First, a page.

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I'm the lone writer; I work for a small (but rapidly growing!) startup
I write the release notes based on code changes the developers have made.
In addition to being on their mailing lists, which include check-ins of
changes, they send me a summary of items they have changed. I run
comparison programs between the old and new versions of some of the files.
I also play with the daily builds as they come along so I can see changes
(my product runs on two operating systems and across three interfaces). I
then hack together a preliminary version which the developers check. I edit
according to their additional input and then we post.
I hope to set up decent systems, but for now this is how we're taming this
"If you care enough, you can have an impact." Harry Chapin
Senior Technical Writer
Network Storage Solutions, Inc.
14020 Thunderbolt Place, Suite 500
Chantilly, VA 20151
(703) 834-2234 (work)
(703) 834-2221 (fax) mailto:kmcgarghan -at- nssolutions -dot- com http://www.nssolutions.com
From: Joan_Smith -at- ultimatesoftware -dot- com
[mailto:Joan_Smith -at- ultimatesoftware -dot- com]
Sent: Thursday, February 22, 2001 2:42 PM
Subject: release notes question
Hi everyone, I'm a former techwr-l'r from years past and have come back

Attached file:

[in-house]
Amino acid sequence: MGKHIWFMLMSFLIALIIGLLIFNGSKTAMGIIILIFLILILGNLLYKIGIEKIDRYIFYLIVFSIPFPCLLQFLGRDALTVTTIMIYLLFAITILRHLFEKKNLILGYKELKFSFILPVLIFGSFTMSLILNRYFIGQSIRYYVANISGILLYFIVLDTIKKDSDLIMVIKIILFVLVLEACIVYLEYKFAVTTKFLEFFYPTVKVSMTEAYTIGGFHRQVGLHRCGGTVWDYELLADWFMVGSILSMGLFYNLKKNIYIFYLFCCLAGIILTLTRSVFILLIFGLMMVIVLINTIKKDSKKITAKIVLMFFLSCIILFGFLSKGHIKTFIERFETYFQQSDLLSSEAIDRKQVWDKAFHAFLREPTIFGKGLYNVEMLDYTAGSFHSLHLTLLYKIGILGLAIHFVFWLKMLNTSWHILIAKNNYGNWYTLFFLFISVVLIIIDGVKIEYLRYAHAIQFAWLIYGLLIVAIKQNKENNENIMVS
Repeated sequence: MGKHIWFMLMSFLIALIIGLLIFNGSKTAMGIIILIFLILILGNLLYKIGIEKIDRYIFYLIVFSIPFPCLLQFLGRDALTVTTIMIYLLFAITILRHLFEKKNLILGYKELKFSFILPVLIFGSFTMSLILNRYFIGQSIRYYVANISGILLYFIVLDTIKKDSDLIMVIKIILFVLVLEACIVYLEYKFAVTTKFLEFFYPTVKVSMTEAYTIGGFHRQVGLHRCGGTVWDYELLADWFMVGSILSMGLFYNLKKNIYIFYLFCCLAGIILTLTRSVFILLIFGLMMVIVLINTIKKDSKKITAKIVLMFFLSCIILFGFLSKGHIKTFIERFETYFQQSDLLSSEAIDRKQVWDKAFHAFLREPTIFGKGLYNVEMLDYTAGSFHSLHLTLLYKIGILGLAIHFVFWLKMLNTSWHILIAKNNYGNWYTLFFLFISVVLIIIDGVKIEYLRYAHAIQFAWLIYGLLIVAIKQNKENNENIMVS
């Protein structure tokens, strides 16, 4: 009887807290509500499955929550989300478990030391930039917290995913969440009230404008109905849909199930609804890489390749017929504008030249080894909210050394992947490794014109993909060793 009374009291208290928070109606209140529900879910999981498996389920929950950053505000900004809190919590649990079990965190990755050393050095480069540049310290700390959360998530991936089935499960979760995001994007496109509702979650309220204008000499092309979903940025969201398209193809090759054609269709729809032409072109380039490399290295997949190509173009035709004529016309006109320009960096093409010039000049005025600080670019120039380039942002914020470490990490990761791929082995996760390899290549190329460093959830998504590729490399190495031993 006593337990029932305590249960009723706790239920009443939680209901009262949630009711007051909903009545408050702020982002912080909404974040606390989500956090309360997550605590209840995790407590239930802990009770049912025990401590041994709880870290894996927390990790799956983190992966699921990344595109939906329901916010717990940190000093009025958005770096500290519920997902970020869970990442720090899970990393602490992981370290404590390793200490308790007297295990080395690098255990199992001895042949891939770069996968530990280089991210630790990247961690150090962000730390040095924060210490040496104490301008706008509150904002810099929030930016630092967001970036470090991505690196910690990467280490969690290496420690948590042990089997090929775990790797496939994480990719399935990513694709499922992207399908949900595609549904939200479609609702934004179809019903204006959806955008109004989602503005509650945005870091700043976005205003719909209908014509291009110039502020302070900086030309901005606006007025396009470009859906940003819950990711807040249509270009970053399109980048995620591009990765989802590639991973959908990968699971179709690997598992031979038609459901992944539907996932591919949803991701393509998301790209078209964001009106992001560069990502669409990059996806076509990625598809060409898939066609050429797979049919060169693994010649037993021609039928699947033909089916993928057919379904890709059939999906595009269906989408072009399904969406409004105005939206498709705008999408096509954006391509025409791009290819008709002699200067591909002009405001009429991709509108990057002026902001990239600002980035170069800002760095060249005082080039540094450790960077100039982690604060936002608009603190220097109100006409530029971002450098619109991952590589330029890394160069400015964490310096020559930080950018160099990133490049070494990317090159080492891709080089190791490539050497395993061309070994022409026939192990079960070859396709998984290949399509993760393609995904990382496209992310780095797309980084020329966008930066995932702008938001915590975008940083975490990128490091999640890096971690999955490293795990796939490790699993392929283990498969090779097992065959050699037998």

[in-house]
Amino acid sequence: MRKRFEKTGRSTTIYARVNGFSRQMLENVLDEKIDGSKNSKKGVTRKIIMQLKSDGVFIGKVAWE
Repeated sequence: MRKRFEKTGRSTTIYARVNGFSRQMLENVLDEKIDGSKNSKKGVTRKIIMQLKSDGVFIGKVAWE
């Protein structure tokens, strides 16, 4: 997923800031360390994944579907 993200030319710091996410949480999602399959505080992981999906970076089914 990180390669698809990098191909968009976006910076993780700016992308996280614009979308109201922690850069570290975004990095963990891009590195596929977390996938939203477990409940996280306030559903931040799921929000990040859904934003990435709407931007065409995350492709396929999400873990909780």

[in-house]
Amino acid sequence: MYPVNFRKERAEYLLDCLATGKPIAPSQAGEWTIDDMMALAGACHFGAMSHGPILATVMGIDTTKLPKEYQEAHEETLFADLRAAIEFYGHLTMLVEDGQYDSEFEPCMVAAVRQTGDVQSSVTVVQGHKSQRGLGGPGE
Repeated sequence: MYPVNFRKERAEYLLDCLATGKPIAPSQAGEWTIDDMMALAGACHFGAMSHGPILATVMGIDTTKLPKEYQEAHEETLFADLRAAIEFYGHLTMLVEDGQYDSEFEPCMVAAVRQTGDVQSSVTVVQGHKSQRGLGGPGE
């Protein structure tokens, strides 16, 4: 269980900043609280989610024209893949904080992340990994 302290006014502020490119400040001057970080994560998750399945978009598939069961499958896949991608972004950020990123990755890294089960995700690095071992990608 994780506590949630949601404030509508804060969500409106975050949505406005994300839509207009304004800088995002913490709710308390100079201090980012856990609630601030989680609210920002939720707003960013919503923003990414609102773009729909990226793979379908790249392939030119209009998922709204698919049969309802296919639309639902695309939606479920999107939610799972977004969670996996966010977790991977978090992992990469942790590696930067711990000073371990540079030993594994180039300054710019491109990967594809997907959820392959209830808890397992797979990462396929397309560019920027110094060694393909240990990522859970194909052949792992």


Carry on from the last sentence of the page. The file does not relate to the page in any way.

with a problem I hope you can help me with.
I've been the "Release Note Coordinator" for a few years at my company. At
times, our team of writers have simply
felt like Release Note Writers, because they take precedence over just
about any kind of documentation. We are lucky enough
to have a decent tracking system, using Lotus Notes, where an issue gets
reported and eventually resolved for a particular release,
and the product analyst decides what needs a Note, and what doesn't.
For those of you who work for a company that creates release notes:
* Who writes them, the documention writers or the
* How does your company decide what type of information needs a note or how
can you get
your company to lighten up on the RN load? (we have had releases where we
honestly have over
150 release notes written for different parts of the product). We tend to
get very specific, yet we are not
allowed to use certain words like "fixed" or "bug", believe it or not, due
to Marketing constrictions!
joan_smith -at- usgroup -dot- com
Joan M. Smith
Senior Technical Writer
Ultimate Software Group
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